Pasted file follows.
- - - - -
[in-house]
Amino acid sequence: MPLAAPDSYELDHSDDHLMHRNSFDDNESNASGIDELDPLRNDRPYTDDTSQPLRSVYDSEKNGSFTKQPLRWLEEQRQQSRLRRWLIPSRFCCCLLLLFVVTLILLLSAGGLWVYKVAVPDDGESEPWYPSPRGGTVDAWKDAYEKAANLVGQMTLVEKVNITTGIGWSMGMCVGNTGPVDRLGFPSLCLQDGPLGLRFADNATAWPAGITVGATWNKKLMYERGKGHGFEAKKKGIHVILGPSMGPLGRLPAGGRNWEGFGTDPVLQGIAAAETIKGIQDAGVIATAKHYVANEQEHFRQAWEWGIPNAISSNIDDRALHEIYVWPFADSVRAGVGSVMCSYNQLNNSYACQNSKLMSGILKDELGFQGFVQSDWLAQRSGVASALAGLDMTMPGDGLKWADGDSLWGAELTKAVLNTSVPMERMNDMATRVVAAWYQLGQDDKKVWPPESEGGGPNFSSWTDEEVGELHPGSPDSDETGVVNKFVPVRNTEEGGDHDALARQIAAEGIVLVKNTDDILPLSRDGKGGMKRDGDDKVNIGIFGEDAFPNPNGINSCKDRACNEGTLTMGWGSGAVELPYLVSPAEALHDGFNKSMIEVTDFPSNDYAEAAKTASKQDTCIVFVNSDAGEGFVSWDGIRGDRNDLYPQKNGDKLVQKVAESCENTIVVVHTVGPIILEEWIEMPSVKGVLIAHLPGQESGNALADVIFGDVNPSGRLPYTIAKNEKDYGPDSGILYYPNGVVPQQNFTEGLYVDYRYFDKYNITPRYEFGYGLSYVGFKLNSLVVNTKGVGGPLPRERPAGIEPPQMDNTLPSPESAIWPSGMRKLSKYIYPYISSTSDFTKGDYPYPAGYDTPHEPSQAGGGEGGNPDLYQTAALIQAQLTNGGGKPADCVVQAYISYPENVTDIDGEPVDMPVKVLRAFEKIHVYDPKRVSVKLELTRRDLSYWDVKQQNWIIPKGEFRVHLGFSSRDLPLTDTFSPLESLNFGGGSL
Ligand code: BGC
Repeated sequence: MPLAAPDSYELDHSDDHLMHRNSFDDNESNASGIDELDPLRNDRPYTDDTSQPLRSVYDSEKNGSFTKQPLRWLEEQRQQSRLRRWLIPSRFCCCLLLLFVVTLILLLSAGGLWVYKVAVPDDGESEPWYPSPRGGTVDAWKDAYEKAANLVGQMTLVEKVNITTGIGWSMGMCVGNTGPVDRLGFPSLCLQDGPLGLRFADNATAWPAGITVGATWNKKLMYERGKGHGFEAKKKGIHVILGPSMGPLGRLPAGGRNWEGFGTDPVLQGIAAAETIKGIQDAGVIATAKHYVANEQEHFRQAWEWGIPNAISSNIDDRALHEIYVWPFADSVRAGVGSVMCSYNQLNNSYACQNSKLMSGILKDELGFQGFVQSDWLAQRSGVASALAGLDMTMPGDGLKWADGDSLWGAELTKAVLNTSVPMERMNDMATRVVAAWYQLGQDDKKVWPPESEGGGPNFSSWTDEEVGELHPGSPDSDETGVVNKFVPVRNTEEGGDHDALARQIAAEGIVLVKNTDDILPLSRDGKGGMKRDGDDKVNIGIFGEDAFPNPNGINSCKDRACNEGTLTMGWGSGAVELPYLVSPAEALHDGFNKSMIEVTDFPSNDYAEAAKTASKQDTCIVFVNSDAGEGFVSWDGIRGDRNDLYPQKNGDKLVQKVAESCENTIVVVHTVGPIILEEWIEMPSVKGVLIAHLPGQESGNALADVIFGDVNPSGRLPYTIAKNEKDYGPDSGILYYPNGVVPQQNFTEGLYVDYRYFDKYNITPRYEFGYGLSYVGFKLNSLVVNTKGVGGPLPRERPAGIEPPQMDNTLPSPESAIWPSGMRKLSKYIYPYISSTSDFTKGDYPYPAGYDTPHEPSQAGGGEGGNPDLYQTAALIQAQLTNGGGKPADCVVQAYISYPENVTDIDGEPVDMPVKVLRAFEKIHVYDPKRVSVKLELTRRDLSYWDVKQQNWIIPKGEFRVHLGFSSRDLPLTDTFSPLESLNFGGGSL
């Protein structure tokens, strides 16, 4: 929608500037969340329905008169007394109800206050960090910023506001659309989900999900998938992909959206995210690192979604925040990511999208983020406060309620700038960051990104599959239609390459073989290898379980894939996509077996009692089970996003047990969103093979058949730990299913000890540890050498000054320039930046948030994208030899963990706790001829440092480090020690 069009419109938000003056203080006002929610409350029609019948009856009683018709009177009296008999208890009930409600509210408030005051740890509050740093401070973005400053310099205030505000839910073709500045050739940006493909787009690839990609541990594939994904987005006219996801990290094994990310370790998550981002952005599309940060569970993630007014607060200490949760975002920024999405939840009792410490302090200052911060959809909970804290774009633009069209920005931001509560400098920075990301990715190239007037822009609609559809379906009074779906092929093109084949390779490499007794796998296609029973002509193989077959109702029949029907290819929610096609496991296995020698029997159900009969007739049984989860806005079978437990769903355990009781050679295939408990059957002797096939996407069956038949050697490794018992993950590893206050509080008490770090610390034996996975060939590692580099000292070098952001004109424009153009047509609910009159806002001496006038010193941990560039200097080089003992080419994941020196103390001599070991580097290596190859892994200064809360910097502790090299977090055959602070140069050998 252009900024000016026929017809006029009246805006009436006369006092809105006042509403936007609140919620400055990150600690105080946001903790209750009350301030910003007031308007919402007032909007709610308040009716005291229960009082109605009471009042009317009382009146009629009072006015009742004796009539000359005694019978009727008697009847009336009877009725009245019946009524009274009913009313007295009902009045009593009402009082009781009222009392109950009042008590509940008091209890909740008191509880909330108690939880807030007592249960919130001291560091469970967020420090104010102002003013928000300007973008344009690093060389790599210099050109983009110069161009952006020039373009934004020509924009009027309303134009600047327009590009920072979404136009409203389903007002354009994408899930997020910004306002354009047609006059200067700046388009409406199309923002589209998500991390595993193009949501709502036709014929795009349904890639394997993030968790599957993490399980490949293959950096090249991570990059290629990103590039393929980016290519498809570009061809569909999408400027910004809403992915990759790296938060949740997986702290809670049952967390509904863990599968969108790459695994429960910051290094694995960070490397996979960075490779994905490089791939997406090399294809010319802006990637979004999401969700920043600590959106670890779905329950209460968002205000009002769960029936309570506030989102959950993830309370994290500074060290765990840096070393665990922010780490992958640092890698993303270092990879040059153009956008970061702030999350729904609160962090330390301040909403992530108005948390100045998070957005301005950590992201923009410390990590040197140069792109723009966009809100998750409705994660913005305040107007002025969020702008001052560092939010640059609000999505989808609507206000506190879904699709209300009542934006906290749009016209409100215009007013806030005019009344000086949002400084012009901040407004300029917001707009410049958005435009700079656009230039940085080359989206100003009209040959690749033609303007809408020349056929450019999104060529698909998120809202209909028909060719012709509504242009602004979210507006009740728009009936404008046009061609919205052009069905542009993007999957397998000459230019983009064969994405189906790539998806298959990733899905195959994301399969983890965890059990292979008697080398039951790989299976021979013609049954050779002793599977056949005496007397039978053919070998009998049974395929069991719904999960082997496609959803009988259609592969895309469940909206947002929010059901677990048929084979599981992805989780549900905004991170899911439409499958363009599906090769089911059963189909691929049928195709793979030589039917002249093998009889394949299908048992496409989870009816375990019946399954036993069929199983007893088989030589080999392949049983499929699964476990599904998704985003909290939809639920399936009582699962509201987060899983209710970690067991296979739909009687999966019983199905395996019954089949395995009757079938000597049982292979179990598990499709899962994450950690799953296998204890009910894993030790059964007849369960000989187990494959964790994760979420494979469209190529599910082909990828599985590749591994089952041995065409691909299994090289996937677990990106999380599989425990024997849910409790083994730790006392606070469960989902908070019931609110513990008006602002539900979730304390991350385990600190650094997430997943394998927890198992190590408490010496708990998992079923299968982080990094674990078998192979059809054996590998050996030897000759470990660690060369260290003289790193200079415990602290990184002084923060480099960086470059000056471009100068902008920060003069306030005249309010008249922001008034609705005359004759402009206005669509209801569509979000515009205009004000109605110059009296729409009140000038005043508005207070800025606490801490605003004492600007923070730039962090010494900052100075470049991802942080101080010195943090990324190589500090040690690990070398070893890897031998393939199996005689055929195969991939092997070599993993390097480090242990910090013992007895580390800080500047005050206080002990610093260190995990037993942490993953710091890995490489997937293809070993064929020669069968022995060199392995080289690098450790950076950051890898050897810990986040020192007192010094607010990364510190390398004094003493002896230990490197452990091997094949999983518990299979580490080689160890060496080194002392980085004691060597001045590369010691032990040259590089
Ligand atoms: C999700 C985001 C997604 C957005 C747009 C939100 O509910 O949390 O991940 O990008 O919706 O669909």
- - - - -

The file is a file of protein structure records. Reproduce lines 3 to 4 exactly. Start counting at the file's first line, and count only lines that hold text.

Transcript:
Ligand code: BGC
Repeated sequence: MPLAAPDSYELDHSDDHLMHRNSFDDNESNASGIDELDPLRNDRPYTDDTSQPLRSVYDSEKNGSFTKQPLRWLEEQRQQSRLRRWLIPSRFCCCLLLLFVVTLILLLSAGGLWVYKVAVPDDGESEPWYPSPRGGTVDAWKDAYEKAANLVGQMTLVEKVNITTGIGWSMGMCVGNTGPVDRLGFPSLCLQDGPLGLRFADNATAWPAGITVGATWNKKLMYERGKGHGFEAKKKGIHVILGPSMGPLGRLPAGGRNWEGFGTDPVLQGIAAAETIKGIQDAGVIATAKHYVANEQEHFRQAWEWGIPNAISSNIDDRALHEIYVWPFADSVRAGVGSVMCSYNQLNNSYACQNSKLMSGILKDELGFQGFVQSDWLAQRSGVASALAGLDMTMPGDGLKWADGDSLWGAELTKAVLNTSVPMERMNDMATRVVAAWYQLGQDDKKVWPPESEGGGPNFSSWTDEEVGELHPGSPDSDETGVVNKFVPVRNTEEGGDHDALARQIAAEGIVLVKNTDDILPLSRDGKGGMKRDGDDKVNIGIFGEDAFPNPNGINSCKDRACNEGTLTMGWGSGAVELPYLVSPAEALHDGFNKSMIEVTDFPSNDYAEAAKTASKQDTCIVFVNSDAGEGFVSWDGIRGDRNDLYPQKNGDKLVQKVAESCENTIVVVHTVGPIILEEWIEMPSVKGVLIAHLPGQESGNALADVIFGDVNPSGRLPYTIAKNEKDYGPDSGILYYPNGVVPQQNFTEGLYVDYRYFDKYNITPRYEFGYGLSYVGFKLNSLVVNTKGVGGPLPRERPAGIEPPQMDNTLPSPESAIWPSGMRKLSKYIYPYISSTSDFTKGDYPYPAGYDTPHEPSQAGGGEGGNPDLYQTAALIQAQLTNGGGKPADCVVQAYISYPENVTDIDGEPVDMPVKVLRAFEKIHVYDPKRVSVKLELTRRDLSYWDVKQQNWIIPKGEFRVHLGFSSRDLPLTDTFSPLESLNFGGGSL